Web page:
To begin serving yourself, one takes a small amount of rapé and places it in their hand. Take the receiving end of the kuripé and evenly flatten it to break any chunks that might be stuck together. A good amount for a beginner is about the size of a dime once it has been flattened. You will scoop half of this amount into the nasal end of the pipe. Make sure it goes into the pipe itself and does not stick to the tip by lightly tapping the end. Release all of the air in your lungs, breathe in, place the tip into your nostril and blow. Then you will repeat with the other nostril. In the case of a clogged or difficult sinus, it can sometimes help to have the mouth slightly open to open up a channel for the air to travel. When receiving rapé, the body will normally want to tense up and hold the mouth tightly shut. Know that this act is one of healing. It is important to be relaxed when serving yourself or others. In this way you can develop your technique of serving.

The type of blow you use can change how the rapé is received as well. It is an art that in time can be learned. Different types of rapé require different techniques of blowing to achieve the best effects. A good method to use would be to start blowing slow, quickly speed up and then stop the breath. This way the person who is receiving is not hit suddenly with a strong dose. It can help prep them in the moment of receiving. However, some rapés work best with quick and hard blows. I encourage one to experiment.

After receiving it is recommended you breathe through your mouth. If you breathe through the nose, it is likely the medicine will end up in the back of the throat leading to coughing or gagging. After about 1-2 minutes, slowly and gently begin to breathe through the nose. You may notice a buildup of mucus, as different rapes will cause different levels of mucus. You will want to hold the rapé in for at least 3-5 minutes (if possible) before blowing your nose. While it is usually safe to swallow it, this can sometimes cause nausea for those with sensitive stomachs. Effects will likely last 10 minutes or longer, depending on the type of admixture plants within it. Different types of rapé can lead to meditative, energizing, or visionary experiences.

To serve others, the process is quite the same but instead you will use the tepi. It is always important to ask those who are about to receive if this is their first time, or in the case of experienced rapé users, how much they prefer. Look each other in the eyes and take a moment to acknowledge the ritual at hand. A note on serving others; be careful not to hold the tepi at eye level as the other individual can potentially breathe out through the pipe and blow the rapé into the server’s eye. Depending on the plants that are being used it can potentially damage the eye.



Ritualizing the Experience

The more one works with rapé medicine the deeper the relationship they can cultivate with the plant spirit. As a spiritual practice, it can become very important to ritualize the experience. And everyone has their own ritual practice. Here is a short ceremonial framework for the use of rapé and creating a safe container to work with this plant medicine. This can take anywhere from 10 minutes to an hour. How many servings there will be is up to you. However, it is important to wait at least 15 minutes before serving anyone a second time.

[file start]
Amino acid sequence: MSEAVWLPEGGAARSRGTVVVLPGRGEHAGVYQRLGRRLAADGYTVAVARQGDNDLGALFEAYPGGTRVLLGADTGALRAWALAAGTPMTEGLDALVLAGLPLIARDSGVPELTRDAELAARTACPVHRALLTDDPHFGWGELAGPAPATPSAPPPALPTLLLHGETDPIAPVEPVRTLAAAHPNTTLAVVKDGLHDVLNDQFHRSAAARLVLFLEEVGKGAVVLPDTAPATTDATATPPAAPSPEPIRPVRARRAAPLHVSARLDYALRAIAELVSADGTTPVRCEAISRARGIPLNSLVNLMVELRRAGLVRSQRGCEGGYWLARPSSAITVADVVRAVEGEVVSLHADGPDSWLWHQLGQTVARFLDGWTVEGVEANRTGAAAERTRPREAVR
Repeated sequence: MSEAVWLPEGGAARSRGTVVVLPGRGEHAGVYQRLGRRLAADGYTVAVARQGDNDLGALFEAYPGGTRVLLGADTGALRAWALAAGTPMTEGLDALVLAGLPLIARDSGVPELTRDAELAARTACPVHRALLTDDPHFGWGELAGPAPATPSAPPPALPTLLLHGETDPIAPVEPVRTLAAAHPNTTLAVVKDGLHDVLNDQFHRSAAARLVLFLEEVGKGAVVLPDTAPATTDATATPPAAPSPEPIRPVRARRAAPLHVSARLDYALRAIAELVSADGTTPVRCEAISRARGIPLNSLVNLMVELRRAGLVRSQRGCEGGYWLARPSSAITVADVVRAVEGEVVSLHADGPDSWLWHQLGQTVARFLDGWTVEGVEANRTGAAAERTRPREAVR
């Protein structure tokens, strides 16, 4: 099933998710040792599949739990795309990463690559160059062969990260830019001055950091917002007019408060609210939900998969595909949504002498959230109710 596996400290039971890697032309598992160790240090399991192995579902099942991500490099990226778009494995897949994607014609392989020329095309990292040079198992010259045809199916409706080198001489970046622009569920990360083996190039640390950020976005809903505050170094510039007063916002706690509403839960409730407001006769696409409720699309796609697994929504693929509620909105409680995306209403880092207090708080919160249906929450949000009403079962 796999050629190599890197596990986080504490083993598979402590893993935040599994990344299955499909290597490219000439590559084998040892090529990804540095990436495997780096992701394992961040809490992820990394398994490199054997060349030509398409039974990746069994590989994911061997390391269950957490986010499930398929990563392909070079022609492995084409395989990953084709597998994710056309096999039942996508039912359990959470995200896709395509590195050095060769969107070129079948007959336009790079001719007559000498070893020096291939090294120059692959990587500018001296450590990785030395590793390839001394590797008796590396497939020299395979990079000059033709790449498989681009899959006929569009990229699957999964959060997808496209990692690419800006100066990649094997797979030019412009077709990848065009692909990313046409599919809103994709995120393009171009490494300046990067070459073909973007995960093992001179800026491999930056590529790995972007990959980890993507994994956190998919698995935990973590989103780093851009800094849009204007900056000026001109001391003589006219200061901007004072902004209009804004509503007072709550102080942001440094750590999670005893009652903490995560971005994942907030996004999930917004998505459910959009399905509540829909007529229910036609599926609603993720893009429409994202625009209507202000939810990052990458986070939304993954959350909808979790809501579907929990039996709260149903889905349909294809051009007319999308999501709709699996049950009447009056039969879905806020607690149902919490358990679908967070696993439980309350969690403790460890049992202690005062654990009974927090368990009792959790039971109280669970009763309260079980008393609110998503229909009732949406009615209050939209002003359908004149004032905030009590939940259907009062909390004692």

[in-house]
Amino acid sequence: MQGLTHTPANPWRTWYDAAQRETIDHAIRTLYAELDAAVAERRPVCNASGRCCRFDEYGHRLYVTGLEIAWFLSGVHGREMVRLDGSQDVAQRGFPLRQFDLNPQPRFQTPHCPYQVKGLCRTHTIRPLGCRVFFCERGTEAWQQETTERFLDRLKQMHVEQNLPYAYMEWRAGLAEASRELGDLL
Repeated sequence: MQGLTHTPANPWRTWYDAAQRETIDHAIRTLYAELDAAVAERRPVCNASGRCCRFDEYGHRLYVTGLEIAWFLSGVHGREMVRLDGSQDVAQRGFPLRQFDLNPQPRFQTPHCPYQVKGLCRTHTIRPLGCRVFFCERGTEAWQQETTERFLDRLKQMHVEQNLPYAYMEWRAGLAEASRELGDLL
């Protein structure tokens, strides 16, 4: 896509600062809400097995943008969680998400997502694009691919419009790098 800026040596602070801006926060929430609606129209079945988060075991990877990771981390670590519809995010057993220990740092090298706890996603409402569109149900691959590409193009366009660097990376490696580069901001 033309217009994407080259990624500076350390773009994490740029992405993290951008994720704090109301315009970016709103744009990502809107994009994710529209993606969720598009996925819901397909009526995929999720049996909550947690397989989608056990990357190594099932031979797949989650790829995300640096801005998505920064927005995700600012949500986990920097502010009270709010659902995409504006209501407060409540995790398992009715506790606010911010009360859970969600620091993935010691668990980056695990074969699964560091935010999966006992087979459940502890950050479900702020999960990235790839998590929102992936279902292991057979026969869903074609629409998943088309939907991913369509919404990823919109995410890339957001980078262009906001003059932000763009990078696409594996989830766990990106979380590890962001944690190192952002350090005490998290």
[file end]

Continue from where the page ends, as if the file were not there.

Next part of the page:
First, it can be important to get into a meditative mindset. This is especially so if the rapé you are using has visionary qualities. Sit comfortably with the medicine and the serving pipe by your side. It’s always good to have tissues present as well. Begin having everyone present sit comfortably with their eyes closed. Concentrate on the breath. Try to notice if there are any discomforts or pains in the body or mind. Set the intention that you are doing this for healing purposes. It can also be helpful to suggest everyone take a moment to set their intentions. The person who is serving will then stand up and face east, the direction of the rising sun. Blow air through the serving pipe towards the east and, with your intention, see it blow away any imbalances in this direction. Then pivot right and do the same with the south, west, and north. Then blow the pipe up towards the sky. This calls in the direction of the divine. Then blow the pipe downwards toward the earth. With intention, this shows that you are using this medicine to manifest healing on earth and in our bodies (as aspects of earth). It is a presentation of the pipe that begins the ritual in this way. Finally, hold the serving pipe at the heart center. Meditate momentarily at this place, as here is where all of these directions meet. In this way then you have called the spirits of the four directions, to the sky above, and the earth below.

Sit back down and call the first person to come up. When they sit before you, hold the serving pipe near their heart momentarily, thereby placing their heart at the center of the directions. Ask them how much they want but try to keep talking to a minimum. Be sure to look them in the eyes to get a sense of where they are at mentally and physically. This also creates an energetic connection between you and them. Begin to load the serving pipe. Once loaded be sure to point the serving end at them at all times. This creates a connection between them and the medicine. Then serve. You can take as much time as needed between each nostril, but try not to take too much time. It’s also worth noting that it is very important you do both nostrils, as doing just one can create both a physical and energetic imbalance within them.